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I'm reading Devlin's Constructability to learn about $L$. Following the proof that $L_\alpha$ has a $\Sigma_1$ skolem function for limit $\alpha>\omega$ (II.6.5), the author notes

Notice that in general, the above procedure will not produce a $\Sigma_n$ skolem function if $n>1$ ... (The procedure works in the case $n=1$ because a bounded universal quantifier prefixing a $\Sigma_0$ formula results in another $\Sigma_0$ formula, whereas if $n>1$, a bounded universal quantifier prefixing a $\Sigma_{n-1}$ formula gives a $\Pi_n$ formula.)

This is surprising to me. If you add a bounded quantifier to a formula in the external language of set theory, and you work over a sufficiently strong base theory, you can show that your bounded quantifier didn't increase the complexity. However when you work in the internalised language, this can fail over $L_\alpha$. Is this just because the $L_\alpha$s won't, in general, be models of the sufficiently strong base theory required to do the operations for eliminating the bounded quantifier?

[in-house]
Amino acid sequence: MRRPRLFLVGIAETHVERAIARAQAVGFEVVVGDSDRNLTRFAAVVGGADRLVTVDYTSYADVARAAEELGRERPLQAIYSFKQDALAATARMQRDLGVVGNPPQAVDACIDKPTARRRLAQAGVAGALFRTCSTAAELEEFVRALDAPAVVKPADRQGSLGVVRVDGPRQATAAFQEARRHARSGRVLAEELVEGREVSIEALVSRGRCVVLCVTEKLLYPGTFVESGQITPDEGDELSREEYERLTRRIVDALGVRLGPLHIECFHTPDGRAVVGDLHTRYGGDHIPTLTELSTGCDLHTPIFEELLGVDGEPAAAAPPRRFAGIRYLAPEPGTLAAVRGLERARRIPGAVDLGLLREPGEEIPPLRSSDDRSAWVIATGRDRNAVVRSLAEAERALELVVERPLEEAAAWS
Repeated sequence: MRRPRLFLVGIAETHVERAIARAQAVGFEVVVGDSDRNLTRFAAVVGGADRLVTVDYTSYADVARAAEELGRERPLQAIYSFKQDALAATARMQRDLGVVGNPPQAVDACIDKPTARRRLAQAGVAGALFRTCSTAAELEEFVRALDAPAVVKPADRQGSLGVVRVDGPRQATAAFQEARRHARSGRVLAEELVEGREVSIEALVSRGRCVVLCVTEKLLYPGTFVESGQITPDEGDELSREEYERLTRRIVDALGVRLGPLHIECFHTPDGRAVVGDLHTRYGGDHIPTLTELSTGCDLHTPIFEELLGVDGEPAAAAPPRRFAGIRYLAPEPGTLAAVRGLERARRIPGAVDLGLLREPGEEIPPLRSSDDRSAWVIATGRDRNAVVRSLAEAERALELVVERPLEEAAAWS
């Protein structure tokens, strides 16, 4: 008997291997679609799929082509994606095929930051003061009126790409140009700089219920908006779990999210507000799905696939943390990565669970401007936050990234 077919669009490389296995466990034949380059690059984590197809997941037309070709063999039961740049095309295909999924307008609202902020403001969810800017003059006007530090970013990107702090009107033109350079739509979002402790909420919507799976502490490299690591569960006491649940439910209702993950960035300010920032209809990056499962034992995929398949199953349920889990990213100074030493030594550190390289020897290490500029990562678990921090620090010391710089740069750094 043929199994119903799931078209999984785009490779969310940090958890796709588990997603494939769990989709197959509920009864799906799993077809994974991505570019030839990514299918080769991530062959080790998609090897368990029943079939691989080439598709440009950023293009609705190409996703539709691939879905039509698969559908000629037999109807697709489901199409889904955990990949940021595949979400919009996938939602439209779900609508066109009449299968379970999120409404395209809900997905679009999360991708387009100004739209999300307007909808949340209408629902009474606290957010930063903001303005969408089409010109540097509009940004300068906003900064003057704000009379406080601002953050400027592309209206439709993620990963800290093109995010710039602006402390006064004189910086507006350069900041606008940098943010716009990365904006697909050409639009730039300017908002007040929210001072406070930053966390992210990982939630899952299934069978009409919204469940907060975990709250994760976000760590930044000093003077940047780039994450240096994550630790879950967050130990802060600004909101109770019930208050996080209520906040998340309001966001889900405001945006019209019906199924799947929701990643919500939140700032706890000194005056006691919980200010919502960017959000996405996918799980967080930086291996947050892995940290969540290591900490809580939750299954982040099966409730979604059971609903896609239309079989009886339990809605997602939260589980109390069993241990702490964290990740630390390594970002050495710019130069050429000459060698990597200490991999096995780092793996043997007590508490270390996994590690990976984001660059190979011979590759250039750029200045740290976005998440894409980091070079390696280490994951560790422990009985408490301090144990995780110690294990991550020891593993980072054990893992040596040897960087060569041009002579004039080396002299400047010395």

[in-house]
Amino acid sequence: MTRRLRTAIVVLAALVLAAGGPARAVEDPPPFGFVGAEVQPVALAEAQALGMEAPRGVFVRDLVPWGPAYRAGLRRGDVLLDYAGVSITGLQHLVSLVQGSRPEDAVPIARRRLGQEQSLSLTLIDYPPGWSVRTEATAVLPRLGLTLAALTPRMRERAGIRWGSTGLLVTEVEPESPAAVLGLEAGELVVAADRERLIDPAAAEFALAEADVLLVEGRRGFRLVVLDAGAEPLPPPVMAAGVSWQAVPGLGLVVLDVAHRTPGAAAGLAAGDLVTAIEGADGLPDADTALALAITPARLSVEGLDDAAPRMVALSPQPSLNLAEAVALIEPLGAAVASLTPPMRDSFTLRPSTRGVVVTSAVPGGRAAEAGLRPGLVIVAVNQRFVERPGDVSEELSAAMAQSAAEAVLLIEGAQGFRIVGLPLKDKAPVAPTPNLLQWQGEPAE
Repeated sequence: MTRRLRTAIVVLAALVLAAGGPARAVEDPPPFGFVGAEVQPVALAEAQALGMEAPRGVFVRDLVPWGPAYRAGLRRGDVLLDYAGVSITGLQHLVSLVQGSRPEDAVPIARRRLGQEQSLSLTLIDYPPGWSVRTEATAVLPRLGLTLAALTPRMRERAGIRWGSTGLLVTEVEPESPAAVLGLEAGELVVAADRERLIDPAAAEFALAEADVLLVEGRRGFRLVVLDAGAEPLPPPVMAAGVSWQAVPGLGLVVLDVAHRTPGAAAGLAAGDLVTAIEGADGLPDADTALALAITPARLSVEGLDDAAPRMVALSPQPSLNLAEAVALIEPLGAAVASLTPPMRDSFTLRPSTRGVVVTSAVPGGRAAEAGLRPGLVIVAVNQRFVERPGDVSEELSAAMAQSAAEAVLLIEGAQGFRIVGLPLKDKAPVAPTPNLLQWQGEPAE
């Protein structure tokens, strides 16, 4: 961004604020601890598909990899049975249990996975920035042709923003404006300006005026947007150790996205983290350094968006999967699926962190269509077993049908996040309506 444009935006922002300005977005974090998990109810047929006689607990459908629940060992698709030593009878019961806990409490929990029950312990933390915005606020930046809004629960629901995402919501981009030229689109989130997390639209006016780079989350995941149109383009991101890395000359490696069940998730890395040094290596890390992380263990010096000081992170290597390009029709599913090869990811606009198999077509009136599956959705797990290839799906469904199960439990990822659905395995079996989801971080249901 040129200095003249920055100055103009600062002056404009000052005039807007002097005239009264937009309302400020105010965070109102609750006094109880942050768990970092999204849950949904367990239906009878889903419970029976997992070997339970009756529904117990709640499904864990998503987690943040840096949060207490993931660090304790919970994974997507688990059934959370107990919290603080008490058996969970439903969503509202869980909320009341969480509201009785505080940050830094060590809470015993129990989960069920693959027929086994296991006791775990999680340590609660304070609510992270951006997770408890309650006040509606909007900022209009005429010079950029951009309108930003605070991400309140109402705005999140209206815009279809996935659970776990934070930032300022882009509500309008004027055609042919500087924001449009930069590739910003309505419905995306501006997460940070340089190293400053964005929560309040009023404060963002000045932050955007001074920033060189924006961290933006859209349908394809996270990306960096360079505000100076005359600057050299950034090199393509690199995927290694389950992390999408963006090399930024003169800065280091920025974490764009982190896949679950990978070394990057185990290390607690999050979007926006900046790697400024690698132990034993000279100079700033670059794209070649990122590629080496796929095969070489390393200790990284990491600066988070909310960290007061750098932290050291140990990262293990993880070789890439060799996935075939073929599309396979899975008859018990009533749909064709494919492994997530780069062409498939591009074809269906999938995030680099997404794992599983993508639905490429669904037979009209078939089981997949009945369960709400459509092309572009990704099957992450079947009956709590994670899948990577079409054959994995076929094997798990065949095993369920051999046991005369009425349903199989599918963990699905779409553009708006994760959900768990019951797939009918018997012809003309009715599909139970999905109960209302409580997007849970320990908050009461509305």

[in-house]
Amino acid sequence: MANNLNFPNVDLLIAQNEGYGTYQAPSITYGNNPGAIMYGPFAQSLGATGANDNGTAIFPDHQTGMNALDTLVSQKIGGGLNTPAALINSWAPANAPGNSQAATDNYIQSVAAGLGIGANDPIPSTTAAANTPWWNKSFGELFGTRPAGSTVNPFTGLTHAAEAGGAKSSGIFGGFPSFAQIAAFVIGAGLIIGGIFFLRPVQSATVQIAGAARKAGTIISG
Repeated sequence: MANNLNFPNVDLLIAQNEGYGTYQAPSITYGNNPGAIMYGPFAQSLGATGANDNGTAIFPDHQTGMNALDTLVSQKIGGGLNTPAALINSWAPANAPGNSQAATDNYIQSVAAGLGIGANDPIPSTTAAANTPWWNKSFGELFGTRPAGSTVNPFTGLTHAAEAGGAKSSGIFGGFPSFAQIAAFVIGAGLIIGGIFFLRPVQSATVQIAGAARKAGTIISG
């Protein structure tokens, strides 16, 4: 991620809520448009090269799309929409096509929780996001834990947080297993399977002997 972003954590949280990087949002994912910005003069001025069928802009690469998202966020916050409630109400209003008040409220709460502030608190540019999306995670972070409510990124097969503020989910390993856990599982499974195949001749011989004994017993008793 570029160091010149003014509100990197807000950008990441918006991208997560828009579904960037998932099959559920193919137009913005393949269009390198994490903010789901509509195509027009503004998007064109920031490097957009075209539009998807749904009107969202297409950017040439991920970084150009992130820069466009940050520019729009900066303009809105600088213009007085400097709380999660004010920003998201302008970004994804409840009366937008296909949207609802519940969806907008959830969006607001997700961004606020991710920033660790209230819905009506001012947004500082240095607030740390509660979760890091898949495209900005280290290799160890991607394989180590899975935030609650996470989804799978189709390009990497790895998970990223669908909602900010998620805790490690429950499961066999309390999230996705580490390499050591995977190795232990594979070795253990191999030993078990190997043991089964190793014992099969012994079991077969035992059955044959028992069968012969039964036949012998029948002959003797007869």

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    $\begingroup$ That's right. The proof that bounded quantifiers can be absorbed uses the replacement axiom. So it may fails when replacement fails, like it will in many $L_\alpha$'s (and $V_\alpha$'s too). $\endgroup$
    – user104955
    Apr 24, 2015 at 21:18
  • $\begingroup$ Applying the rules on en.m.wikipedia.org/wiki/Prenex_normal_form#Implication for creating logically equivalent formulae, we can show $\forall(x\in y)\exists z\phi$ (i.e. $\forall x(x\in y\rightarrow\exists z\phi)$) is logically equivalent to some $\forall x\exists z\psi$ where $\psi$ has the same complexity as $\phi$, but this doesn't seem to need replacement. Is there a sneaky application of replacement here? $\endgroup$
    – C7X
    Mar 20, 2022 at 2:09

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